That’s why I love what we get to do. That’s why I love what we get to be about in this city. That’s why I love being tethered by God to himself through his Son, demonstrating his grace all over this city. That’s what I love. So you know what? There are ministries of justice, ministries of fighting oppression you can continue to be involved in right here. Some of you are.

I think of Jesus Said Love. I think of that ministry to those ladies who have been exploited by greedy, sinful hearts. I pray for those men to have their hearts changed by the grace of God, and I pray for these young ladies to be delivered from the enslavement they are enslaved to right now. I pray to that end. I think about the amount of abortions that happen in this city and those young ladies, those mothers, those young girls, older girls, who are oppressed by this culture that says having a child in your estate is not wise. I think about them, and I want us to continue to fight on their behalf.

I think about the ministry we have, Rift Valley, over in Kenya. I think about that work God is doing for his glory over there, Rift Valley Fellowship, working among those young women, those girls, who have been sold into sex slavery there in that industry. I think about that work you’re providing for, that work you are giving to. I think about some who have gone from our church to serve in that ministry. I think about Champions of Hope in South Dallas, where there are many of you who have migrated down to take on a young guy or a young girl and pour your life into them.

I think about the ministries right across the street from our campus of junior-high guys and girls at Cary Middle School and T.J. High School that home groups are embracing now and getting involved in. I think about fighting the injustice under our noses right across the street with such a difficult path of education, where kids by the ninth grade are saying, “What good is an education really going to get me?” I think about how broken the people are right around us. I think about the multiple, myriad venues we have in this city to continue to serve. I’m just grateful for the fact that I get to continue to see, as a pastor, lives being transformed by the gospel. He came to set the oppressed free.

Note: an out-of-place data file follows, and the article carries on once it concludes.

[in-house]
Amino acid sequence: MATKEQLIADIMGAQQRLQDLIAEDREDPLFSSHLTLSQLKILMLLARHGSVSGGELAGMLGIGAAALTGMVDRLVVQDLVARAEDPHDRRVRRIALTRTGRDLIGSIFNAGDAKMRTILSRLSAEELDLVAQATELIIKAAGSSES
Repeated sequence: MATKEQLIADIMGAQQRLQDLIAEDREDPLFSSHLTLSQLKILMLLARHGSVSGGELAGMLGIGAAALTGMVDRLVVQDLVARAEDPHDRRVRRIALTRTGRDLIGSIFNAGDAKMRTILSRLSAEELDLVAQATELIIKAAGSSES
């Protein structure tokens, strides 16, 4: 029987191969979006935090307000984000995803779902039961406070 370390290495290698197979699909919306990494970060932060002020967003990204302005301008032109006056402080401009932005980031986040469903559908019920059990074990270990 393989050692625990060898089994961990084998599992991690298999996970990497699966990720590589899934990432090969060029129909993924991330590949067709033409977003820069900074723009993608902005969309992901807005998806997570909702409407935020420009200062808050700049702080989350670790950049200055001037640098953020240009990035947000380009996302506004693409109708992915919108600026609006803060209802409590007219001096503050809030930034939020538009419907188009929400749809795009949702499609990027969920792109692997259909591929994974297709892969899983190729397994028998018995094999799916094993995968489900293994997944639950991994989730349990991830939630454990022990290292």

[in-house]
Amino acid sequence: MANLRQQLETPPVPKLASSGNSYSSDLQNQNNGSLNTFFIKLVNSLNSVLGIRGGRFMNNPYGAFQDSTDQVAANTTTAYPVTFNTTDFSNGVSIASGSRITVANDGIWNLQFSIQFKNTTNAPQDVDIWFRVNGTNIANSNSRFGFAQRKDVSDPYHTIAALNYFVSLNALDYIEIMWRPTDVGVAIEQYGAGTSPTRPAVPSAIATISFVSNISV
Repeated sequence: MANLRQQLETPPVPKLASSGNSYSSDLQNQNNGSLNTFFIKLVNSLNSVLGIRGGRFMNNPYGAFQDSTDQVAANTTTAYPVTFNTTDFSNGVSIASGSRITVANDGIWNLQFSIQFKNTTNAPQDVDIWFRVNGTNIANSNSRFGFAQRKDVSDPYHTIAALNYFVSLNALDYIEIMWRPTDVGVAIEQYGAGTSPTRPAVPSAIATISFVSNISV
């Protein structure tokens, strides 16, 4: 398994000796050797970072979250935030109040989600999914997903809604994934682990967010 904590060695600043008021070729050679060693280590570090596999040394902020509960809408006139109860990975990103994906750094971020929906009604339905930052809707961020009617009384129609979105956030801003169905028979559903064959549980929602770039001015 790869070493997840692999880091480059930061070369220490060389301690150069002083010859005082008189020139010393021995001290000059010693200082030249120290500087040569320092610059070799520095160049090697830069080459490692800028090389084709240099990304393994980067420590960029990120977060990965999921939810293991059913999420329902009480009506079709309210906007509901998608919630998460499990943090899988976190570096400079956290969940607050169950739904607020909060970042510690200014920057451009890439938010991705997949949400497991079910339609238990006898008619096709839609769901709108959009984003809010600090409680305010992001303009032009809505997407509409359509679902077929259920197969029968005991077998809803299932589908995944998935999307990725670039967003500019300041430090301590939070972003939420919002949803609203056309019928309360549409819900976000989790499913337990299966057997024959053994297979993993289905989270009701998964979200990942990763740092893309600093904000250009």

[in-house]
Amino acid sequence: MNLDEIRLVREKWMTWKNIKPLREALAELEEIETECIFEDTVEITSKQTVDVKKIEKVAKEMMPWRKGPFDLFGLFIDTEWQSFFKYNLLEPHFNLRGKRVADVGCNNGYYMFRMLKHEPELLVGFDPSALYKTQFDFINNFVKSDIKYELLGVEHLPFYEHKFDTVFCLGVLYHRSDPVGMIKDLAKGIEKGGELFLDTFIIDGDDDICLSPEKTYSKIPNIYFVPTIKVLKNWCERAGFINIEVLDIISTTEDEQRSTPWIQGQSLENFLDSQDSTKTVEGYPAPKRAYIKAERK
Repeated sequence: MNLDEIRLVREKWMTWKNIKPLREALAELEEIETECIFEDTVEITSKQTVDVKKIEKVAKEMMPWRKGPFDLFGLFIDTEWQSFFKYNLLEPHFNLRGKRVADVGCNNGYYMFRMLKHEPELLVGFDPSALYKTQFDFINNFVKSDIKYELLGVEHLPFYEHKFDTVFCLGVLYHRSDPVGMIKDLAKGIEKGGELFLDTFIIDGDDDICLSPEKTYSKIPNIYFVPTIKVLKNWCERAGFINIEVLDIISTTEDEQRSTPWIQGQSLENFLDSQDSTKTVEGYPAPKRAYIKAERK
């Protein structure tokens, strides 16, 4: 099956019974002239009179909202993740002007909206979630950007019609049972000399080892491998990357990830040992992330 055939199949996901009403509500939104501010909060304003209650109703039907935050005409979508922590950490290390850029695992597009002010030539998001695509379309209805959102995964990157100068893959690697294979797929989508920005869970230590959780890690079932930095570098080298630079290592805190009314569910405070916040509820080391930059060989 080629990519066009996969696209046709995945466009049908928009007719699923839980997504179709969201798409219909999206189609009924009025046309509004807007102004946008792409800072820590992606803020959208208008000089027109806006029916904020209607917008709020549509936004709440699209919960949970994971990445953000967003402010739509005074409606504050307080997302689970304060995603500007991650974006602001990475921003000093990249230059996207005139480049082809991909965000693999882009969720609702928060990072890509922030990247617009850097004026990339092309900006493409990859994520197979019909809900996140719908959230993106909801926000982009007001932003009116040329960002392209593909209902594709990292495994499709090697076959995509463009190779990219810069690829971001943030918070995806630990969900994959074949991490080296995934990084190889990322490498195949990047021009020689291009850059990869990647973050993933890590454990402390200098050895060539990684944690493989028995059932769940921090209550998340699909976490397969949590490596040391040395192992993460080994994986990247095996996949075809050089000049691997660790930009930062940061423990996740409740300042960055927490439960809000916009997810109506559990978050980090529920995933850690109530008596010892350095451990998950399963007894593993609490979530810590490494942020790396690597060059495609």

So tonight, if you’re an oppressor, let’s repent. I mean, literally, let’s repent. Let’s confess that before the Lord and our brothers. Let’s go make right what we need to make right by the power of Christ. Let’s continue to ask the Lord to enable us to capitalize on our circumstance in this city as being a blessed people, and let’s be faithful to cry out if we’re being oppressed.

If there are any of you who are being oppressed in this room and you don’t feel like your cry is being heard, we need to hear that. Home group leaders need to hear that. Our staff needs to hear that. Praise be the name of the Lord for the gospel that redeems and saves and changes and frees. Amen? That’s what I want us to continue to be about in this city. I love you. Let’s pray to that end.

We’re going to close out and get after the Lord in song. Before we do that, Michael is going to come. We’re running to the Table. There’s no better place for us to run than to the Table, the Table of the Lord’s Supper, considering his grace and his mercy that paid the price for people just like me, just like you. Guys, I want us to be faithful to that end of what the Lord has left us on this planet Earth to be about.

Where we need to literally confess tonight, let’s confess. Where we need to cry out, let’s cry out. Where we need to say, “Pray for me,” let’s say it. We can turn these next few moments before we’re dismissed into a prayer meeting, into a healing meeting, into a salvation meeting, into a confession meeting, into a “praise God” worship meeting. Let’s do that. Let’s close out strong before him.

Father, I thank you for your mercies that are new every day. I thank you for your Word, your call in this chapter to your people in 2013, your people at The Village Church on this little site, this piece of real estate. I thank you for this call to us to fight against oppression and to be open and honest where we are the oppressors and where we have been oppressed.

O God, I pray for liberty in this house, as you grant that so often here. I pray for freedom in this house. Lord, I pray for a passion in this house for your name. I pray for courage where we are weak. I pray for love where we are so broken. Thank you that you’ve been good to us, that you are good to us. I thank you for what you’re about in this room this evening for your glory and for the building of your kingdom through your bride, a bride you love dearly. In Jesus’ name, amen. Praise be the name of the Lord.